The following specializations and courses listed below are intended to be illustrative. Specializations may be tailored to your interests and career goals; courses not on the list may also be considered. Remember to gain your advisor's counsel and approval before taking courses in your chosen specialization.

Students interested in specializing in this area may take courses leading to a Biology minor or may complete a suite of upper-level coursework related to biology or ecology. Please refer to the list of recommended courses for more information.

Energy resources and air quality issues are two more areas in which students may specialize. Recommended courses in this specialization area include the environmental impacts of mining, minerals and resources, and energy economics.

A concurrent B.S. degree program combines the Environmental Science Option in Agricultural and Extension Education with the ERM major and can provide teaching certification (Grades K-12) in environmental education and general science. The Agricultural and Extension Education requirements are in the Baccalaureate Degree Program Bulletin. Concurrent degrees with teaching certification can be earned with approximately one additional year of course work.

Pollutants can affect human and animal health in devastating ways. In this specialization area, students will take course work in molecular and cellular toxicology, epidemiology, microbiology, environmental health and safety and more. Please see the full list of recommended courses for more information.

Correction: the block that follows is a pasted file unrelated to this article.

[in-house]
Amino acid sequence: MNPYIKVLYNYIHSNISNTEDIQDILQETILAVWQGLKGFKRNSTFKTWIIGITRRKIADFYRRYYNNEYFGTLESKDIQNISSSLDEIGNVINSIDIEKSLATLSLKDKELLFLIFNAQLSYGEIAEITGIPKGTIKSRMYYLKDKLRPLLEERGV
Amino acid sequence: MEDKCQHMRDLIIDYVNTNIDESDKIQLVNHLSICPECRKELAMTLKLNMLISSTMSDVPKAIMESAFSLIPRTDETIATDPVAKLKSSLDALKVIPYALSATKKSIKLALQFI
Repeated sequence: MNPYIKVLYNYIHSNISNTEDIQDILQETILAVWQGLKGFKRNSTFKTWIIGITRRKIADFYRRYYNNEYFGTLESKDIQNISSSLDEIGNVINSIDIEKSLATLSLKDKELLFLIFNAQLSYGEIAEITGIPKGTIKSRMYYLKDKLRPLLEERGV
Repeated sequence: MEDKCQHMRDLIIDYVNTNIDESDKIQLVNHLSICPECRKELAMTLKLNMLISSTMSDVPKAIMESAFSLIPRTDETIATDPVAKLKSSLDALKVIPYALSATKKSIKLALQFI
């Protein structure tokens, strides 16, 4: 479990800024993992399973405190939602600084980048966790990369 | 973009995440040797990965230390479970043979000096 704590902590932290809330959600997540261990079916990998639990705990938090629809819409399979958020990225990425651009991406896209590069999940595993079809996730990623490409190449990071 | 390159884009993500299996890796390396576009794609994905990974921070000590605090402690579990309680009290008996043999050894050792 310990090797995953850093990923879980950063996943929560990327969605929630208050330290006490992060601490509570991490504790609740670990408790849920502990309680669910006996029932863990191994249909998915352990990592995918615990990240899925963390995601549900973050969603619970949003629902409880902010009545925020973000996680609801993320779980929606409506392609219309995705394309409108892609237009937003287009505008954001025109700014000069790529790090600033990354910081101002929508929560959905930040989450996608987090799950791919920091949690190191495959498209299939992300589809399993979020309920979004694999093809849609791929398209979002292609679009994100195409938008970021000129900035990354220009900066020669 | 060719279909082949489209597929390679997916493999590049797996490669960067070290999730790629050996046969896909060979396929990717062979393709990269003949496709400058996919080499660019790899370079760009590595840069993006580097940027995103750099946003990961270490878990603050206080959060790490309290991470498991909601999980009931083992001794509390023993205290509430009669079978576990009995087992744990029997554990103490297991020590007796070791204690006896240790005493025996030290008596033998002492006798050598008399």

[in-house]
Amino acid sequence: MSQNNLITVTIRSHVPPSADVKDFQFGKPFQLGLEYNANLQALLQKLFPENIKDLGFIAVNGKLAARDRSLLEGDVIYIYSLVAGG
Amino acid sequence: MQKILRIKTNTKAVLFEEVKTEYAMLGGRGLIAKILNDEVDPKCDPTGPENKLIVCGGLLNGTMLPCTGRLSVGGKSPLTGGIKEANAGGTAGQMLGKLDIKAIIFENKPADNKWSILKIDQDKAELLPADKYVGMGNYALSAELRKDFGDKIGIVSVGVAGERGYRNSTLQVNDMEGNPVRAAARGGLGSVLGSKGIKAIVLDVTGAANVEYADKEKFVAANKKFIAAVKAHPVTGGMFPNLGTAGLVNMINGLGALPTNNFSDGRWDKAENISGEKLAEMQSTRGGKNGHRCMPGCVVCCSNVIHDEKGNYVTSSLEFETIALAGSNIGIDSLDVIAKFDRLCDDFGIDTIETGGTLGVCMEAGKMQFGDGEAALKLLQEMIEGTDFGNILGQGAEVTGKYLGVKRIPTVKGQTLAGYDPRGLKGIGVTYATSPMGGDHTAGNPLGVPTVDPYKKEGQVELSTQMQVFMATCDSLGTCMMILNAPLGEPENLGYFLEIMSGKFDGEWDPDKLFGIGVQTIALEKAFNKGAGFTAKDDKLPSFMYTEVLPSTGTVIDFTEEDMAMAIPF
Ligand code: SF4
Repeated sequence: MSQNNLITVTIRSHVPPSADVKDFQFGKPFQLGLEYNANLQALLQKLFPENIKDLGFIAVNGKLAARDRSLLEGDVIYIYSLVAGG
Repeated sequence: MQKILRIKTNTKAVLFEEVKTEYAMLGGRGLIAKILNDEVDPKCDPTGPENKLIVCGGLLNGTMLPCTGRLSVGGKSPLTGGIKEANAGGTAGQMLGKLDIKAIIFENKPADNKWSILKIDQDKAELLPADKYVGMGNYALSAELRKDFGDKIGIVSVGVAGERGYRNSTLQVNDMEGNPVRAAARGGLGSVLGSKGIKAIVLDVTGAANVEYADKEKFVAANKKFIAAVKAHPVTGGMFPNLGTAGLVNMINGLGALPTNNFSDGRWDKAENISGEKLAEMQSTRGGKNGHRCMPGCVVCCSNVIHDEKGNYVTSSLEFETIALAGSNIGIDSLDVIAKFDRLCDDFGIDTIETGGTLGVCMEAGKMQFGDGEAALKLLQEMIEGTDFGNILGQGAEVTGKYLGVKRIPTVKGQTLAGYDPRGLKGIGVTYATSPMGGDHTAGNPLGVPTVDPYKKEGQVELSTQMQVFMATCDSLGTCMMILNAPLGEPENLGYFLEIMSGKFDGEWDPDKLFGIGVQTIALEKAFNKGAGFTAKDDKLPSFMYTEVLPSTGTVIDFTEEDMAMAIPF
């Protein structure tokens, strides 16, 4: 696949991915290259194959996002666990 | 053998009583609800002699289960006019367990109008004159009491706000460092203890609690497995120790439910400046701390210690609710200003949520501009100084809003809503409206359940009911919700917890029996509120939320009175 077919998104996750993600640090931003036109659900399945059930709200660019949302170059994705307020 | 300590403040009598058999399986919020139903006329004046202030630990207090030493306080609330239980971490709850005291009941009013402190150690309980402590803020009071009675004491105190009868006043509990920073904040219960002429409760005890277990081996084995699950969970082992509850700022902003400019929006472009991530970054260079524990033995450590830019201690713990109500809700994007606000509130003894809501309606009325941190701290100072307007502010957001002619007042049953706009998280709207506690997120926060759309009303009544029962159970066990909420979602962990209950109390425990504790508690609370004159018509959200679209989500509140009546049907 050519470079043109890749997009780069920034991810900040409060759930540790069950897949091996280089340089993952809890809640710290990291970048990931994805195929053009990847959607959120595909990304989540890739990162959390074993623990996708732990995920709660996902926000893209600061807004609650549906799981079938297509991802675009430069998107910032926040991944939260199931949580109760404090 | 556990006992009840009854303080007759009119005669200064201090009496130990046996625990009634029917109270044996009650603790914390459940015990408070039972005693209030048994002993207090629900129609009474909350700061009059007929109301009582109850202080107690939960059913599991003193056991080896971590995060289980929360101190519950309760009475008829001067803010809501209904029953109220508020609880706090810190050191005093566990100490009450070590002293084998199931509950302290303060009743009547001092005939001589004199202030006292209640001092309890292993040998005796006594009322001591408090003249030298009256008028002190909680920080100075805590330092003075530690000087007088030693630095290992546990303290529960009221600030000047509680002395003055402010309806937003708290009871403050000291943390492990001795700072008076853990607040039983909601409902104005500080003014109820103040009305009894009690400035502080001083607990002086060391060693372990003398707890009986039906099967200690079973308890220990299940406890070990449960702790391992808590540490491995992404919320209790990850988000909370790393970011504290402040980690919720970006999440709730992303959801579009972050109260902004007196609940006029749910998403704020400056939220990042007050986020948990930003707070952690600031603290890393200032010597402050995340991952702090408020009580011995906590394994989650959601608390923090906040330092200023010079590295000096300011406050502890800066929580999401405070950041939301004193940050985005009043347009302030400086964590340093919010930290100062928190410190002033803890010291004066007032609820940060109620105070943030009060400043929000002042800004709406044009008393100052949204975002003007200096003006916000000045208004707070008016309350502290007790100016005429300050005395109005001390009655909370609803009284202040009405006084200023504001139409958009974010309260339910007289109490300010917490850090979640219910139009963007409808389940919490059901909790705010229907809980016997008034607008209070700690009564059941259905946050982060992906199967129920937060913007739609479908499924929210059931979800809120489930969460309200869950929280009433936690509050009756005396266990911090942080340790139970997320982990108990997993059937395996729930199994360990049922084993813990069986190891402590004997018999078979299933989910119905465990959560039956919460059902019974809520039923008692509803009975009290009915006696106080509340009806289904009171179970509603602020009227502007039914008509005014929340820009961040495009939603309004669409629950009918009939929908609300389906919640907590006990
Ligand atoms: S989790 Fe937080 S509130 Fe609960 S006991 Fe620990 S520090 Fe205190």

Student interested in public policy, sustainable development, and human and social services should consider this specialization area. Examples of career titles include environmental policy analyst, political lobbyist, environmental legislation and regulatory agent.

A specialization in soil resources would prepare students to work in the areas of soil science. Jobs exist in areas such as soil remediation, soil mapping, performing environmental and hydrological assessments, evaluating site suitability for agriculture, forestry or development, and interpreting soil surveys and data for land use decisions. Students may also choose to minor in Environmental Soil Science or choose the Soils option of the ERM major.

A specialization in waste management would consist of courses related to waste disposal, its impacts on ecosystems, and site remediation. Nutrient management in soils, transformation of pollutants, and the treatment of hazardous wastes are also areas of interest. Please see the full list of recommended courses for more information.

Students interested in wetlands and watershed management, laboratory analysis of water quality, regulation and compliance of water pollution sources, public health water issues, wetlands restoration, academic research, groundwater monitoring, water resource planning, and water and wastewater treatment should consider this specialization area. A minor in Watershed and Water Resources is also available.